On New Year's Day, 1997, [B]Townes Van Zandt[/B] died of a heart attack, aged 52....
On New Year’s Day, 1997, Townes Van Zandt died of a heart attack, aged 52. A reclusive, clinically-depressed alcoholic, he’d spent his troubled life writing and recording some of the darkest, most beautiful country music ever made. Although his own records always sold negligibly, his songs were covered by, and were an inspiration to, a list of illustrious artists ranging from the [a]Tindersticks[/a] and [a]Bob Dylan[/a], to Emmylou Harris and The Meat Puppets.
This posthumous collection owes its existence to his wife, Jeanene. A couple of years before his death, Van Zandt had made some scratchy demos on DAT which he told his wife to look after. Six months after his death, she handed these tapes over to producer Eric Paul, who – with a handful of noted country session players – transformed them into ‘A Far Cry From Dead’.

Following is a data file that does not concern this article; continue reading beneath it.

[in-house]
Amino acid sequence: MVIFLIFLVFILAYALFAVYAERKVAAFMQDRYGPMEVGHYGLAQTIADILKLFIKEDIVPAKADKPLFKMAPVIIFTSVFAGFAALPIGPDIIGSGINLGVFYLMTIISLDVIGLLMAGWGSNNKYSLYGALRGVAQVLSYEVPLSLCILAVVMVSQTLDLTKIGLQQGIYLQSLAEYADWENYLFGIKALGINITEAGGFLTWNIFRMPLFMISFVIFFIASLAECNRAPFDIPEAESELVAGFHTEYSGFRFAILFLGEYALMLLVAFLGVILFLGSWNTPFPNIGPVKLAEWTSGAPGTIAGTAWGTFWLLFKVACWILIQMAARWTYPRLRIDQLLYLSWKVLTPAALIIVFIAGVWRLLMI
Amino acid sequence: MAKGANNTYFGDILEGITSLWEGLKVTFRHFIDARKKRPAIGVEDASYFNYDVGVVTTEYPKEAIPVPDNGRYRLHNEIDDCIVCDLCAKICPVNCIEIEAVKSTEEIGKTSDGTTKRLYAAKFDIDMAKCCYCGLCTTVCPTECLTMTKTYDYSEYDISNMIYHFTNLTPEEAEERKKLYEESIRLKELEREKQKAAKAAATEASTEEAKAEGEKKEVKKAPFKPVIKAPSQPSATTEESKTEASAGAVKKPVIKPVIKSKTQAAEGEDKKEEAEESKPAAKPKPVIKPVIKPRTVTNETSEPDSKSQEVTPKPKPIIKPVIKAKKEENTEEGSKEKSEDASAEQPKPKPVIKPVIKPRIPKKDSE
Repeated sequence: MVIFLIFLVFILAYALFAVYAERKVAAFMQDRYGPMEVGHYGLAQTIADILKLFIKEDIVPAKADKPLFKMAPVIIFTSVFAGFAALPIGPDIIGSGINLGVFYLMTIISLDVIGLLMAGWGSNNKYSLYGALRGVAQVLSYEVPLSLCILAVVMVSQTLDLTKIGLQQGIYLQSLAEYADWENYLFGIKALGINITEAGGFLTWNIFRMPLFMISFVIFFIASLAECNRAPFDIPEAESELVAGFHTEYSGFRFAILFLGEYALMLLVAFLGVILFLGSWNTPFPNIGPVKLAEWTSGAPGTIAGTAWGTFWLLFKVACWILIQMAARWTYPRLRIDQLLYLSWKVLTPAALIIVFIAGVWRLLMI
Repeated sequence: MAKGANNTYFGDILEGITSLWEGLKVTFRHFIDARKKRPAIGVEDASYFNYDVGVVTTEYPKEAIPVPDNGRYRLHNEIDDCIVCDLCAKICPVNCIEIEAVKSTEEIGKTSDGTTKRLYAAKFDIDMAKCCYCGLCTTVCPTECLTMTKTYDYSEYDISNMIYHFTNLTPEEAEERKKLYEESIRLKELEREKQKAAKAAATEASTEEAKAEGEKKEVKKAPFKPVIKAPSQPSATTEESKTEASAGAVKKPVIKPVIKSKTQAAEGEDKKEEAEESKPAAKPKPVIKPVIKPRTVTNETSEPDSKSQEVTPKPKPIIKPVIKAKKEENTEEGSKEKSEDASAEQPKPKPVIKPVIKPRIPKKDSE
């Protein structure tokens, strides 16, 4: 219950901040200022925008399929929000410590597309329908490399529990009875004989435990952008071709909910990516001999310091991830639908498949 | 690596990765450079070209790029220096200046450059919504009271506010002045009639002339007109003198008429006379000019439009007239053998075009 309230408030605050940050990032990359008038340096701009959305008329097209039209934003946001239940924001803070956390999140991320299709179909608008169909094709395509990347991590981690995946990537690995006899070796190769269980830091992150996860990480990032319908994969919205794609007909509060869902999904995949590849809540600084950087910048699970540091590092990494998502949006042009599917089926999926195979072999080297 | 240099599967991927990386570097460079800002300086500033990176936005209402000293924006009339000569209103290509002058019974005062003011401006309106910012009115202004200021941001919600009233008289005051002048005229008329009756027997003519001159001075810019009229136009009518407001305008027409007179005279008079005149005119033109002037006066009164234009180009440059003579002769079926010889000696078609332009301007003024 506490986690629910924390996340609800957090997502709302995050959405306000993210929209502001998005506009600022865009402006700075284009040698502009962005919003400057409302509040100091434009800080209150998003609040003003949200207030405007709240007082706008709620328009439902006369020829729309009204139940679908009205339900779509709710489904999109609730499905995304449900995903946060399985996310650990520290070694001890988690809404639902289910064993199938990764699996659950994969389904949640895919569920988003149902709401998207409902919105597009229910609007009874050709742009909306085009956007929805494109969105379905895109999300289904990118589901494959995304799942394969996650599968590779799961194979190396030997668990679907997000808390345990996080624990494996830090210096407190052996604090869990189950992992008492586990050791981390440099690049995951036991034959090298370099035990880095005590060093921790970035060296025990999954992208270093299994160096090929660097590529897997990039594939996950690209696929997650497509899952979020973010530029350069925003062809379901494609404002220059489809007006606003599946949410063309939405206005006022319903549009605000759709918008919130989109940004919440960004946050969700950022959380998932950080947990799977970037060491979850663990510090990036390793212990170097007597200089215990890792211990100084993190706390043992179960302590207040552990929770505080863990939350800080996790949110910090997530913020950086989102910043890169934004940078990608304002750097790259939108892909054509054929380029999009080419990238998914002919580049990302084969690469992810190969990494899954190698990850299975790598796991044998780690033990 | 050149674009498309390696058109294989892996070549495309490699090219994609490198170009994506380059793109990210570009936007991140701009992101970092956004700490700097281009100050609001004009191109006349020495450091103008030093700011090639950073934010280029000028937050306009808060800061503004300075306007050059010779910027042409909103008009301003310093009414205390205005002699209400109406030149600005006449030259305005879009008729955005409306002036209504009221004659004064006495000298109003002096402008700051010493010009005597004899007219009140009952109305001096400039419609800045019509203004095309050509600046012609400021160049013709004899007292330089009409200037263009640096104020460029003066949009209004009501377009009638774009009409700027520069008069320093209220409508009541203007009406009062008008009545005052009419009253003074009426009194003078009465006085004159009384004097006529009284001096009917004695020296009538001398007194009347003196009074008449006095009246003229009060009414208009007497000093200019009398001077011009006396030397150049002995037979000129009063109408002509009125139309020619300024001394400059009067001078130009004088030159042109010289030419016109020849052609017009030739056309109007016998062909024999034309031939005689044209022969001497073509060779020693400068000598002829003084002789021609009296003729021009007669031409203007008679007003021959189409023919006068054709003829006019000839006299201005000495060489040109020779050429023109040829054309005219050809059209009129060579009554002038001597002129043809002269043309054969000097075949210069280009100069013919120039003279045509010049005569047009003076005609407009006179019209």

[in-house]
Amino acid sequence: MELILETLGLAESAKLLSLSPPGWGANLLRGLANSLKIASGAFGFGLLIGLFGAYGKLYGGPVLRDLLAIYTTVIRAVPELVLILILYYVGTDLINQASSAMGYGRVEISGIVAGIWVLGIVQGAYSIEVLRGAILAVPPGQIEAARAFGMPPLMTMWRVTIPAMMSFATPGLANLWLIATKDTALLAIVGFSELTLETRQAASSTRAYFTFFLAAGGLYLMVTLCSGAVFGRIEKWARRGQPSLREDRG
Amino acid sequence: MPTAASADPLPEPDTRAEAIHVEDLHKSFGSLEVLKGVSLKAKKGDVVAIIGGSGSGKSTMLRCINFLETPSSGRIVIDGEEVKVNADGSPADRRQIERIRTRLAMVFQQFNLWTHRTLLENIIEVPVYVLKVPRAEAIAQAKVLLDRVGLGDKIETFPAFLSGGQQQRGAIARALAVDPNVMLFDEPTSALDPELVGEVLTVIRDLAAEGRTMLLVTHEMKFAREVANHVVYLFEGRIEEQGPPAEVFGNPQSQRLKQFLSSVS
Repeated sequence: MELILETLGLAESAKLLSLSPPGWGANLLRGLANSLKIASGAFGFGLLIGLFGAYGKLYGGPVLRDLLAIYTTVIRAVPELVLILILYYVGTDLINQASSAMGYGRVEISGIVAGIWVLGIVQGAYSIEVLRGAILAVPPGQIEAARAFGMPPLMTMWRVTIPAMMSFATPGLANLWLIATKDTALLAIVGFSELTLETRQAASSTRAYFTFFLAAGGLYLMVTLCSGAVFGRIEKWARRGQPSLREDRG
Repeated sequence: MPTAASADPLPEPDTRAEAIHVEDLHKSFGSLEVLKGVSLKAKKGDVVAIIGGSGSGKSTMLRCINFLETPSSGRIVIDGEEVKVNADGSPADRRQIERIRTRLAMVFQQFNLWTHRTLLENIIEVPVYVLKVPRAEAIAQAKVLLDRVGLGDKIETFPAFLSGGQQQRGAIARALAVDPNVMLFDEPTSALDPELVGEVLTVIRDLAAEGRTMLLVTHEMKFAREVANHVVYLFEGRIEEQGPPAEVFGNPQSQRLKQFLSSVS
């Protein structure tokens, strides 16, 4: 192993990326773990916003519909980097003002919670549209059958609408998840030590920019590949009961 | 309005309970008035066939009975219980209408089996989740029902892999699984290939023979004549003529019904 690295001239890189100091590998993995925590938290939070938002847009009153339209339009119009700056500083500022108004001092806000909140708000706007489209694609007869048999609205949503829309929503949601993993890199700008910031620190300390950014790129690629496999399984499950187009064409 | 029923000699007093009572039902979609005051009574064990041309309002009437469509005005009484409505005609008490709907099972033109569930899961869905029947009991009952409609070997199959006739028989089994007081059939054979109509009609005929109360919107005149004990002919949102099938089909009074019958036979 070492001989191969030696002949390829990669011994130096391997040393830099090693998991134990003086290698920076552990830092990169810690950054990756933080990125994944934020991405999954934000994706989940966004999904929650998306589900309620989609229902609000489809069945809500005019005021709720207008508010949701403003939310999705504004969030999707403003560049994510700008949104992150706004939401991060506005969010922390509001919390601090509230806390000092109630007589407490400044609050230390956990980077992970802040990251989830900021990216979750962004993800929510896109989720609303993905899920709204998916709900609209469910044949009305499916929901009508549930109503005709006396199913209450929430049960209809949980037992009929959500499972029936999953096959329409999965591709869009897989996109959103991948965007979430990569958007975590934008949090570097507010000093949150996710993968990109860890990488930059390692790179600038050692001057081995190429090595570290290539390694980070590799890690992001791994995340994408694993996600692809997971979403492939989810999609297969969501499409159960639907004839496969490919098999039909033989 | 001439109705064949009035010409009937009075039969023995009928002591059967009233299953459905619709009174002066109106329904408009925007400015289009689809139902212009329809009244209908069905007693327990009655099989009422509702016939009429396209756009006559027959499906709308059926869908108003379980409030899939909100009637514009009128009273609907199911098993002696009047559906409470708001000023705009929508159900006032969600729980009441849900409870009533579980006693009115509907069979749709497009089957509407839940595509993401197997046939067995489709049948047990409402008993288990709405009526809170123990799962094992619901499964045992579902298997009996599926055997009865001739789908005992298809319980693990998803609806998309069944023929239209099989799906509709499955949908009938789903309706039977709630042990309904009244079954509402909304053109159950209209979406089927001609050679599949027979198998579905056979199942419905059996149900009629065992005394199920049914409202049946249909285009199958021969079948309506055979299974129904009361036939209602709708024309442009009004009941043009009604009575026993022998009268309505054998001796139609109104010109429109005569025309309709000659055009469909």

Featuring two new songs (including the wry bleakness of ‘Sanitarium Blues’, sample lyric: “They hose you down, make sure you’re clean… Shoot you full of Thorazine”) and sparse reinterpretations of such classic early material as ‘For The Sake Of The Song’ and ‘Waitin’ Round To Die’, it’s a reminder of just what a great songwriter Van Zandt was. Eerie and overwhelmingly bleak, it tells you all you need to know.